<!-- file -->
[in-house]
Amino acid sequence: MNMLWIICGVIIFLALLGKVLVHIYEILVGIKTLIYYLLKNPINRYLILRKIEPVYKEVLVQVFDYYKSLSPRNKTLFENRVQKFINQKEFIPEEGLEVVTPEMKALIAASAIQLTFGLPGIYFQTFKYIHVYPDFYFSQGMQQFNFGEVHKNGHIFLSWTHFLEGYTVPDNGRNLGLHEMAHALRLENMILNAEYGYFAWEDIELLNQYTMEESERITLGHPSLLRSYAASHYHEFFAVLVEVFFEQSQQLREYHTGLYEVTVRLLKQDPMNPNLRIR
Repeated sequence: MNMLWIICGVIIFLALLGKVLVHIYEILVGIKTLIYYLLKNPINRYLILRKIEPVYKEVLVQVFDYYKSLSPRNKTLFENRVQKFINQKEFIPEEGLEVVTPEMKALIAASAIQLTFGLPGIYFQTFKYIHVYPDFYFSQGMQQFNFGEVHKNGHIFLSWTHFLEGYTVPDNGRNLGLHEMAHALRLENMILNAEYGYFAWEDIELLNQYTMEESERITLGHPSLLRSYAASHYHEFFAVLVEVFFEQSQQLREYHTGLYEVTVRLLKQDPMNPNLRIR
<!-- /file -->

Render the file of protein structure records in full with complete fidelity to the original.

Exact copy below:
[in-house]
Amino acid sequence: MNMLWIICGVIIFLALLGKVLVHIYEILVGIKTLIYYLLKNPINRYLILRKIEPVYKEVLVQVFDYYKSLSPRNKTLFENRVQKFINQKEFIPEEGLEVVTPEMKALIAASAIQLTFGLPGIYFQTFKYIHVYPDFYFSQGMQQFNFGEVHKNGHIFLSWTHFLEGYTVPDNGRNLGLHEMAHALRLENMILNAEYGYFAWEDIELLNQYTMEESERITLGHPSLLRSYAASHYHEFFAVLVEVFFEQSQQLREYHTGLYEVTVRLLKQDPMNPNLRIR
Repeated sequence: MNMLWIICGVIIFLALLGKVLVHIYEILVGIKTLIYYLLKNPINRYLILRKIEPVYKEVLVQVFDYYKSLSPRNKTLFENRVQKFINQKEFIPEEGLEVVTPEMKALIAASAIQLTFGLPGIYFQTFKYIHVYPDFYFSQGMQQFNFGEVHKNGHIFLSWTHFLEGYTVPDNGRNLGLHEMAHALRLENMILNAEYGYFAWEDIELLNQYTMEESERITLGHPSLLRSYAASHYHEFFAVLVEVFFEQSQQLREYHTGLYEVTVRLLKQDPMNPNLRIR